Jumbo (Blu-ray Review)13 Jan, 2014 By: Mike Clark
Available via Warner Archive
Stars Doris Day, Stephen Boyd, Jimmy Durante, Martha Raye.
Burdened by a title that probably meant almost as little to the 1962 masses as today’s, MGM’s Christmas release from half-a-century ago (plus one year) was supposed to be a year-end Big One because it paired Doris Day at the end-side peak of her career opposite a score of Rodgers and Hart standards. Instead, it only cornered the limited market for Stephen Boyd musicals — though, truth to tell, one of the least dynamic movie leads of the era is passably OK here and not really the problem with a costly miss that has enough compensations to make me welcome its Blu-ray release.
These would be the tunes (which include perennial heart-melters “My Romance” and “Little Girl Blue”), the chance to see co-stars Jimmy Durante and Martha Raye cavorting in something pretty close to career twilight and, of course, Day herself — though at 38 she was pushing it in a lead role found her once again in “hot tomboy” mode, which was otherwise in her wheelhouse. The film’s release title was Billy Rose’s Jumbo, but the name of Rose — he was a key figure in the stage version of Carmen Jones as well — is kind of a needless appendage here, and the movie’s title was eventually shortened to simply Jumbo. In any event, you’ll see no references to this showman James Caan later played in the mostly listless Funny Girl sequel called Funny Lady. Instead, the backdrop is a kind of flea-bitten circus (albeit flea-bitten in lush MGM-musical terms) where Day-dad and circus owner Durante keeps losing what cash flow the enterprise has by indulging his weakness for the crap table. The business concern’s chief asset is Jumbo himself — an elephant — and maybe this was a box office problem, too. Have elephants ever been commercial gold outside of Tarzan or Sabu vehicles?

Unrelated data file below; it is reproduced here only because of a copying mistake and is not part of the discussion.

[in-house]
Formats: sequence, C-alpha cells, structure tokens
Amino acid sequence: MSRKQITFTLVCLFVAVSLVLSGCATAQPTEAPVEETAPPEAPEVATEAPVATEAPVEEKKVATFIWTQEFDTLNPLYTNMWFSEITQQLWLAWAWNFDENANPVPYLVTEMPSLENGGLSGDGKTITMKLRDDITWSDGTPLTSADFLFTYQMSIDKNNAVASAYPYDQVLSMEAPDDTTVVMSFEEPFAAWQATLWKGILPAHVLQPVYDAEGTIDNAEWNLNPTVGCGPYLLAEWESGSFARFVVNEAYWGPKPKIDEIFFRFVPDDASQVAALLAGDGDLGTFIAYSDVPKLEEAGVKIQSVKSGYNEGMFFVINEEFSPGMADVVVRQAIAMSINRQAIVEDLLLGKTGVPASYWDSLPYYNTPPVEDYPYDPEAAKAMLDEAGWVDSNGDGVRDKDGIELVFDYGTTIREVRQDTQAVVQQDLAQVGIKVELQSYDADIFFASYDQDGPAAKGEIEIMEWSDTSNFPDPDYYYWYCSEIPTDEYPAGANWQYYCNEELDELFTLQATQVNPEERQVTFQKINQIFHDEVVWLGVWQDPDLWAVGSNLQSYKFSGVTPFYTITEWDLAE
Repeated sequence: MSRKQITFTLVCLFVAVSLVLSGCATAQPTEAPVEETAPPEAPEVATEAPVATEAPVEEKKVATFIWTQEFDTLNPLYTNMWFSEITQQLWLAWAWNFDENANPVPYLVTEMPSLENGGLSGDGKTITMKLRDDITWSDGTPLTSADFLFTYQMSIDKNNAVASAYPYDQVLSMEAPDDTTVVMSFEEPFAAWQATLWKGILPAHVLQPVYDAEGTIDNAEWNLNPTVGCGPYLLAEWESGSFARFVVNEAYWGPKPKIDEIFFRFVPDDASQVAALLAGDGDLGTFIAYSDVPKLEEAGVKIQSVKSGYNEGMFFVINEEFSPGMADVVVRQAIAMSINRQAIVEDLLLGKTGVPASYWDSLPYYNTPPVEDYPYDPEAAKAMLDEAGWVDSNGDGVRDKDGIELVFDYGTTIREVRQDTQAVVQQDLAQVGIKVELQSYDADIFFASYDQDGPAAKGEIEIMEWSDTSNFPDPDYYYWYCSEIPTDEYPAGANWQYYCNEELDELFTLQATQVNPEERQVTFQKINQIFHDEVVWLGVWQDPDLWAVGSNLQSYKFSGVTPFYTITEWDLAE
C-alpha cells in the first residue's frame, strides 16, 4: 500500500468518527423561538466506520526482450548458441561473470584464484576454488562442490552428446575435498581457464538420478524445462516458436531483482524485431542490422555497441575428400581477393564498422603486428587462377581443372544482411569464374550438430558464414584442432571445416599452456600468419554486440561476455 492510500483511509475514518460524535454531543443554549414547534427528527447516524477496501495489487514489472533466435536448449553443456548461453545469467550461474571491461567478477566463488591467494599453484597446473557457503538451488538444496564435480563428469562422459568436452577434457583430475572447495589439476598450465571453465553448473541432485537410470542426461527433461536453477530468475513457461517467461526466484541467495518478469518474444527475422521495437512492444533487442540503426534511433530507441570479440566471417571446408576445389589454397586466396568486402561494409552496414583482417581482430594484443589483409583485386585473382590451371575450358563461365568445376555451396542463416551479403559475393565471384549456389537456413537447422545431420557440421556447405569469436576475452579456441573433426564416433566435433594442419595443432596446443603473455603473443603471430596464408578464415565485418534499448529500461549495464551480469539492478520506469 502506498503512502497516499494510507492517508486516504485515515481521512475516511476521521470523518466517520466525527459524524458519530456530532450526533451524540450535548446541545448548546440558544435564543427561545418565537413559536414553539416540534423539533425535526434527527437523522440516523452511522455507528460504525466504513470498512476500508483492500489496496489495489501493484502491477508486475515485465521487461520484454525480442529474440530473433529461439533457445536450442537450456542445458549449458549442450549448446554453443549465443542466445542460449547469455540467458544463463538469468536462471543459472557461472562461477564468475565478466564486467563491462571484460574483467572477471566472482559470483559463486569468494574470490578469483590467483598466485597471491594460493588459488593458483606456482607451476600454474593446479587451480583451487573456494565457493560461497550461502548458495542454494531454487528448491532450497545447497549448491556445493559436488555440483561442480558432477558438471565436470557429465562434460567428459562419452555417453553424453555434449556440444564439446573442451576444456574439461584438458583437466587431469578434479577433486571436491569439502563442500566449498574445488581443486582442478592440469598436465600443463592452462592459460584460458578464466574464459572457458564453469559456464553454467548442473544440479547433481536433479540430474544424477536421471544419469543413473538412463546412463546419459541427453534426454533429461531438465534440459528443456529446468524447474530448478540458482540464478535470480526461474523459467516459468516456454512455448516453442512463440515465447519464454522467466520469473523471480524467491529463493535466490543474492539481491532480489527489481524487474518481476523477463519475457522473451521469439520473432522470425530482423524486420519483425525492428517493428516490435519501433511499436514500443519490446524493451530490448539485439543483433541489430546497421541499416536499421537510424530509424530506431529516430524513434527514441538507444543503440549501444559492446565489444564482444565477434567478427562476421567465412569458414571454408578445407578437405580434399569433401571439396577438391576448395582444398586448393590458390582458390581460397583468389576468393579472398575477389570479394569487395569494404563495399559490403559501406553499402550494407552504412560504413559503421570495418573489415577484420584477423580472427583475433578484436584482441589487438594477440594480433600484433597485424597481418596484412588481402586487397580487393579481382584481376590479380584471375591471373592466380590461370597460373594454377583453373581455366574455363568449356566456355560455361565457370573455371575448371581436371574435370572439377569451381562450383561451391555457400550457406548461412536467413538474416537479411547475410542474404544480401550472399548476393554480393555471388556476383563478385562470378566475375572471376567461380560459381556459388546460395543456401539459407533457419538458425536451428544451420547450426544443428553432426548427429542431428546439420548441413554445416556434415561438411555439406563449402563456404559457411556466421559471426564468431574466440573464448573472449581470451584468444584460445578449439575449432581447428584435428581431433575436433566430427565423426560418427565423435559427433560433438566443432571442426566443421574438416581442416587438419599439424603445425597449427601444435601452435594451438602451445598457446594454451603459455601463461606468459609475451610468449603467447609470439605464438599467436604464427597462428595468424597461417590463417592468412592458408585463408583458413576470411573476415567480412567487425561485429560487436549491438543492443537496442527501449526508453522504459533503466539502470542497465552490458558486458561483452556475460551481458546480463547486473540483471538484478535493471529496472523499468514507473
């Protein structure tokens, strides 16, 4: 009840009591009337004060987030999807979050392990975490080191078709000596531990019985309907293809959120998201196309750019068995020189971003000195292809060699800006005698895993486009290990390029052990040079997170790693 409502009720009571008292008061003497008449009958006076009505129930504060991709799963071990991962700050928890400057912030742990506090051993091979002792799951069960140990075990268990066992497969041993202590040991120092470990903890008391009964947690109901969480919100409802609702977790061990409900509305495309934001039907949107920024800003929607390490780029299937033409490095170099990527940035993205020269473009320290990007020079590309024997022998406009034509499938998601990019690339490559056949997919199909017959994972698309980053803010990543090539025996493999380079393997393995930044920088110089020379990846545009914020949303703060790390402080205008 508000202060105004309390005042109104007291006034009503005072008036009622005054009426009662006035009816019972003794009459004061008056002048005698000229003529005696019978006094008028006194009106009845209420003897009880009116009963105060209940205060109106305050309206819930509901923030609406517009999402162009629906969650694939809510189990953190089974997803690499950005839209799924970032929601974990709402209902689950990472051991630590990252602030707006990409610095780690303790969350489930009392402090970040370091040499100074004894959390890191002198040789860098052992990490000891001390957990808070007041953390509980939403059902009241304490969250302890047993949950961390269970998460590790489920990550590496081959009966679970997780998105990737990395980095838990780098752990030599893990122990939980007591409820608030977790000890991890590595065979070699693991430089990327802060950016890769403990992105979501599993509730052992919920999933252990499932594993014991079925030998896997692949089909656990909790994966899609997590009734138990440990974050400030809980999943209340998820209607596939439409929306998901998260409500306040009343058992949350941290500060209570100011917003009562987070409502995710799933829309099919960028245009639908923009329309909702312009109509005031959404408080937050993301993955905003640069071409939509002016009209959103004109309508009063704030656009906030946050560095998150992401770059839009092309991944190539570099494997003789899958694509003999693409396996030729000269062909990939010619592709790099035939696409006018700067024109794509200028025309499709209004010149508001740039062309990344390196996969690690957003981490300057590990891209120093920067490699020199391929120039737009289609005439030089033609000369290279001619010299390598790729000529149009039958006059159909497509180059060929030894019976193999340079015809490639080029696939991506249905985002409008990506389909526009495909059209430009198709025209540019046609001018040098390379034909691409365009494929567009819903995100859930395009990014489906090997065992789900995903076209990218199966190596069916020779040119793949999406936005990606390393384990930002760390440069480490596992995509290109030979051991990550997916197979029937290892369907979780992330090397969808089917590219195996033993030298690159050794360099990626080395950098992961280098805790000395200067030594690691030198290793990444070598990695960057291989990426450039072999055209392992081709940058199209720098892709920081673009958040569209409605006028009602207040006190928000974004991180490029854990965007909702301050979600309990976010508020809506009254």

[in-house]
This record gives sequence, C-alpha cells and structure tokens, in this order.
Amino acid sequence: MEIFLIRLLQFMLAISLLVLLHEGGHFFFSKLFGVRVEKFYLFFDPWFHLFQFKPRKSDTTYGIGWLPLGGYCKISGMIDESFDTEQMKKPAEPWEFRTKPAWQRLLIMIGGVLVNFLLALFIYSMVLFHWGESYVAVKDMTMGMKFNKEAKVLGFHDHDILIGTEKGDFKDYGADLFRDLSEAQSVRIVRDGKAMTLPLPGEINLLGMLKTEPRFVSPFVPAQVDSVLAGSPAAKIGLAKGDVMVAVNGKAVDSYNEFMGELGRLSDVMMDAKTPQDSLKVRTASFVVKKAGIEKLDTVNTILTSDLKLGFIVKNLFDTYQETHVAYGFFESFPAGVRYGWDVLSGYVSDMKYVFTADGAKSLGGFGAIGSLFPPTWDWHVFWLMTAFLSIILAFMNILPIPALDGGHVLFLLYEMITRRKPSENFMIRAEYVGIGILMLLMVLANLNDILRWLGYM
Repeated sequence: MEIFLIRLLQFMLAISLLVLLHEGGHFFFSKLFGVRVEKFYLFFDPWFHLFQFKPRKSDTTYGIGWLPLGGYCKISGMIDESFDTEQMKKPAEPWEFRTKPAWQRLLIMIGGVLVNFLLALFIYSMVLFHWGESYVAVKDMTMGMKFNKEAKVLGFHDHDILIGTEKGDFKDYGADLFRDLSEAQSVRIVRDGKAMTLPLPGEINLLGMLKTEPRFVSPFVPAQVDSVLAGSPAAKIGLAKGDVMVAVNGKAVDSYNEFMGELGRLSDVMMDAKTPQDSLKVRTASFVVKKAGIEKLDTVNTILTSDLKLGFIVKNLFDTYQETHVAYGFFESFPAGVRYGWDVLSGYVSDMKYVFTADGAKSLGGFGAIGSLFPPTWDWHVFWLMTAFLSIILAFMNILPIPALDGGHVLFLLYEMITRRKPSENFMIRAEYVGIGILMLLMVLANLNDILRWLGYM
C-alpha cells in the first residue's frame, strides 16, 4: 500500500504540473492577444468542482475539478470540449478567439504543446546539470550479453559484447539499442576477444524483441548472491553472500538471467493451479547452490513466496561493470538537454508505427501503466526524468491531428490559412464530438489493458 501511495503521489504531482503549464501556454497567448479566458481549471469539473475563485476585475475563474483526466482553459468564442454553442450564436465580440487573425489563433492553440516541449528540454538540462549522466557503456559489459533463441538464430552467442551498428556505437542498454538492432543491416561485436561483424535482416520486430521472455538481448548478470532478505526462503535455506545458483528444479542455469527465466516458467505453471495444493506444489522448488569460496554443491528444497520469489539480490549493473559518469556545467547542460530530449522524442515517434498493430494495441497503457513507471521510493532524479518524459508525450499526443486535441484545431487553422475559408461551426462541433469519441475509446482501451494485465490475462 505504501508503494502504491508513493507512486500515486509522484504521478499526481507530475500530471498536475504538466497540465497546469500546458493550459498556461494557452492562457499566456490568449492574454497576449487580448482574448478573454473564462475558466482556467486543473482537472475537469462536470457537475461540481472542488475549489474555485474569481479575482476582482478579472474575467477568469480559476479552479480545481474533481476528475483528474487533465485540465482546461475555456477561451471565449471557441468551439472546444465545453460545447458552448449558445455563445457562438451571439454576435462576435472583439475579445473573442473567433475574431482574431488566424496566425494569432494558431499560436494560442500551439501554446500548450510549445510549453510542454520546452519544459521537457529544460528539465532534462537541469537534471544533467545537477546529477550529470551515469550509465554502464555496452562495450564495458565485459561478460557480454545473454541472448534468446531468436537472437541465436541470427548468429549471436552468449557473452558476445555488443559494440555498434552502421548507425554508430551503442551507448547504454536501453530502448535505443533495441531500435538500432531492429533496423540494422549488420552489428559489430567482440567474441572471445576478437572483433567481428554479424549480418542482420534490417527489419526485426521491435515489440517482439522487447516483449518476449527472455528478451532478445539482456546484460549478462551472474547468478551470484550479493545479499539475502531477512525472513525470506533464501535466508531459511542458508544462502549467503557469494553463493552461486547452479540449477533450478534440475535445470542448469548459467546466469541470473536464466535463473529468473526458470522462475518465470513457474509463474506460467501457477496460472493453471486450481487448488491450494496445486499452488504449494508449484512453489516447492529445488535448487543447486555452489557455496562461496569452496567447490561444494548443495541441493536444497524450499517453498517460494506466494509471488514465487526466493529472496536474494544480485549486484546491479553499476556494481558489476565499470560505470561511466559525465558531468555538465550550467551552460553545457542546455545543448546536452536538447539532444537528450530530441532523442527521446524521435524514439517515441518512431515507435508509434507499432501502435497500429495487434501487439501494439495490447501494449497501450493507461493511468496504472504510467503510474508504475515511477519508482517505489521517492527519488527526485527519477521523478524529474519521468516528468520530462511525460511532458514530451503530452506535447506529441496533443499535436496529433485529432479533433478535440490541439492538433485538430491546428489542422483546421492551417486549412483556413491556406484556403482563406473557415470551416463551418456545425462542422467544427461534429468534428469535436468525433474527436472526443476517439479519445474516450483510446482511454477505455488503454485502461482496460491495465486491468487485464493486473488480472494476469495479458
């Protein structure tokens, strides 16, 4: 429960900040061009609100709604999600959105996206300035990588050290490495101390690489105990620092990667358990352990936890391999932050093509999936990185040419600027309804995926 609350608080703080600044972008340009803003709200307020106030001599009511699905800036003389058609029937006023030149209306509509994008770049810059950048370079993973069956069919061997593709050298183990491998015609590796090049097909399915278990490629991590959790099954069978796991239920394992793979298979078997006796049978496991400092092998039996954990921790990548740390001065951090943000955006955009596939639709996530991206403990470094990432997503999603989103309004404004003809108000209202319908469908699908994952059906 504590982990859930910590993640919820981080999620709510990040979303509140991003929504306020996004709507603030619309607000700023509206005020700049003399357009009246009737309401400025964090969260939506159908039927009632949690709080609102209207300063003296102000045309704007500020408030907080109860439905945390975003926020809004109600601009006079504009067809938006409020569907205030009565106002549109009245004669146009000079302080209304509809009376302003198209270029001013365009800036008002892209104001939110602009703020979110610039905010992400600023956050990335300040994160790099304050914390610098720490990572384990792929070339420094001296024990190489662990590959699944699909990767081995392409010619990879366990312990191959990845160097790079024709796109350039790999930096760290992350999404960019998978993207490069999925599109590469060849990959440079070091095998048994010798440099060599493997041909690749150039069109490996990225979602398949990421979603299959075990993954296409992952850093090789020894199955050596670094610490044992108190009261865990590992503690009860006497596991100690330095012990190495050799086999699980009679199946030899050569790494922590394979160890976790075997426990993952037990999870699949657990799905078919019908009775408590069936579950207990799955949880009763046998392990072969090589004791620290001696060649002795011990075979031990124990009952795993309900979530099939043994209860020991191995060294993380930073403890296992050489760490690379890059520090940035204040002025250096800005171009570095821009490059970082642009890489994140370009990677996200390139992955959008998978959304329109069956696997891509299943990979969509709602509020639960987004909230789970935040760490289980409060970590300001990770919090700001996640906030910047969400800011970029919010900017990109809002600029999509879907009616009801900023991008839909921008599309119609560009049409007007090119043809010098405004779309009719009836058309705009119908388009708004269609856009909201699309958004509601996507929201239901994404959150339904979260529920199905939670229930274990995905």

Boyd ostensibly hires on to help the family, though he has something unsavory up his sleeve — not that he’s very happy about being put into a position that his family ties have forced him to take. The Sidney Sheldon script, a culprit here, takes a lot of time to set up the conflict; this is one of those musicals where you don’t get much music for the first 40 minutes, which certainly frustrates, given the Rodgers and Hart pedigree. Durante was enjoying something of a renaissance at the time what with his (at least mildly) charting recordings of September Song and Make Someone Happy, and it is lovely to see him with Raye amid fairly chunky roles for both, even though the material they’re given isn’t top flight. The musical numbers, and especially the signature tunes, are weighted in the movie’s second half – a needed narrative boost and a kind of prelude to a climactic jumbo production number that makes no storytelling sense but is something to see for its elaborate costume changes.
A lot of big league talent was involved here — Busby Berkeley himself (more twilight) was second unit director — and the film’s production values make it one of those Blu-rays that are disproportionately fun to watch in relation to the overall success of the movie. From a purely historical point of view, Jumbo also scores some points because its box office failure when Day was the industry’s No. 1 female star contributed to MGM cancelling its plans for an Irving Berlin-Vincente Minnelli opus (Say It with Music) and, it has at least been said, the studio’s to cast Day in the movie version of The Unsinkable Molly Brown, which Debbie Reynolds headlined and Jumbo’s Charles Walters directed. So as it stands, this was Day’s last musical, and hearing her sing a couple of the perennials here is, well, worth the price of admission.